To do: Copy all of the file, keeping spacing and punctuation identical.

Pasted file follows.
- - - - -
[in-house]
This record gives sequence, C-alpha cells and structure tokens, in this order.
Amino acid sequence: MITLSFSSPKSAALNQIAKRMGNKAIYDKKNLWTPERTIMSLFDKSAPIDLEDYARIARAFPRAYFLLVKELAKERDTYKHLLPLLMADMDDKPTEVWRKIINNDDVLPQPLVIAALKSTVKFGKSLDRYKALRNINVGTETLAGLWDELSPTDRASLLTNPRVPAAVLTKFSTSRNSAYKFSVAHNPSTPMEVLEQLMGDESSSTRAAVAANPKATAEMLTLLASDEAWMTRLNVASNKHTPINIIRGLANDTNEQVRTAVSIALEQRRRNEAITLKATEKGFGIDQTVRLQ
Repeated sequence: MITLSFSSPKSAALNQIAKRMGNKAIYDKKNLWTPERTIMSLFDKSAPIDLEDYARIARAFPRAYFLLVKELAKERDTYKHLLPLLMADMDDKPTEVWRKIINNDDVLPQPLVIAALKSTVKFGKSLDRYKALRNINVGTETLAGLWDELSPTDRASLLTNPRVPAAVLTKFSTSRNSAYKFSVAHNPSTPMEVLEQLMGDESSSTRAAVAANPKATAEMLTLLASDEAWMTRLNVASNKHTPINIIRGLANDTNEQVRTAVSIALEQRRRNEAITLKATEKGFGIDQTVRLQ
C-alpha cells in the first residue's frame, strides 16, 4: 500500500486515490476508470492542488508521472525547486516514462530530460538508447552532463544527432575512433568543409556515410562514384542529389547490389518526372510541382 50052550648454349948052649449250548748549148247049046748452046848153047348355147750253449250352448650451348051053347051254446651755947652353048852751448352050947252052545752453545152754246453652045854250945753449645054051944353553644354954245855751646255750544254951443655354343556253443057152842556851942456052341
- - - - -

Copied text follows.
[in-house]
This record gives sequence, C-alpha cells and structure tokens, in this order.
Amino acid sequence: MITLSFSSPKSAALNQIAKRMGNKAIYDKKNLWTPERTIMSLFDKSAPIDLEDYARIARAFPRAYFLLVKELAKERDTYKHLLPLLMADMDDKPTEVWRKIINNDDVLPQPLVIAALKSTVKFGKSLDRYKALRNINVGTETLAGLWDELSPTDRASLLTNPRVPAAVLTKFSTSRNSAYKFSVAHNPSTPMEVLEQLMGDESSSTRAAVAANPKATAEMLTLLASDEAWMTRLNVASNKHTPINIIRGLANDTNEQVRTAVSIALEQRRRNEAITLKATEKGFGIDQTVRLQ
Repeated sequence: MITLSFSSPKSAALNQIAKRMGNKAIYDKKNLWTPERTIMSLFDKSAPIDLEDYARIARAFPRAYFLLVKELAKERDTYKHLLPLLMADMDDKPTEVWRKIINNDDVLPQPLVIAALKSTVKFGKSLDRYKALRNINVGTETLAGLWDELSPTDRASLLTNPRVPAAVLTKFSTSRNSAYKFSVAHNPSTPMEVLEQLMGDESSSTRAAVAANPKATAEMLTLLASDEAWMTRLNVASNKHTPINIIRGLANDTNEQVRTAVSIALEQRRRNEAITLKATEKGFGIDQTVRLQ
C-alpha cells in the first residue's frame, strides 16, 4: 500500500486515490476508470492542488508521472525547486516514462530530460538508447552532463544527432575512433568543409556515410562514384542529389547490389518526372510541382 50052550648454349948052649449250548748549148247049046748452046848153047348355147750253449250352448650451348051053347051254446651755947652353048852751448352050947252052545752453545152754246453652045854250945753449645054051944353553644354954245855751646255750544254951443655354343556253443057152842556851942456052341